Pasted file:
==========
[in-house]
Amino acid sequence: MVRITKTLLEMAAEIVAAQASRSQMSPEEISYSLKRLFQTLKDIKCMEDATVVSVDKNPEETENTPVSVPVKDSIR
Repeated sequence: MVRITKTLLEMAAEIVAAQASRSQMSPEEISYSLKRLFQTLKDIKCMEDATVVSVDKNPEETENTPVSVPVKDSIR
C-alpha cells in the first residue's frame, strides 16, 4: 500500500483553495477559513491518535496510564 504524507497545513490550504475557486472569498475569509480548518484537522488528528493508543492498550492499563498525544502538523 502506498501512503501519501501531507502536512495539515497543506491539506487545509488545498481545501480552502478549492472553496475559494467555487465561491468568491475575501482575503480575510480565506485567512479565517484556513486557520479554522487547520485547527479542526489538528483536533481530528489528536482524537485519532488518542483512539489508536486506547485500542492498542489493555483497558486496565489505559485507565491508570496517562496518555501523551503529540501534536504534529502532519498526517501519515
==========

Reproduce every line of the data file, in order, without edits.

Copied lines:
[in-house]
Amino acid sequence: MVRITKTLLEMAAEIVAAQASRSQMSPEEISYSLKRLFQTLKDIKCMEDATVVSVDKNPEETENTPVSVPVKDSIR
Repeated sequence: MVRITKTLLEMAAEIVAAQASRSQMSPEEISYSLKRLFQTLKDIKCMEDATVVSVDKNPEETENTPVSVPVKDSIR
C-alpha cells in the first residue's frame, strides 16, 4: 500500500483553495477559513491518535496510564 504524507497545513490550504475557486472569498475569509480548518484537522488528528493508543492498550492499563498525544502538523 502506498501512503501519501501531507502536512495539515497543506491539506487545509488545498481545501480552502478549492472553496475559494467555487465561491468568491475575501482575503480575510480565506485567512479565517484556513486557520479554522487547520485547527479542526489538528483536533481530528489528536482524537485519532488518542483512539489508536486506547485500542492498542489493555483497558486496565489505559485507565491508570496517562496518555501523551503529540501534536504534529502532519498526517501519515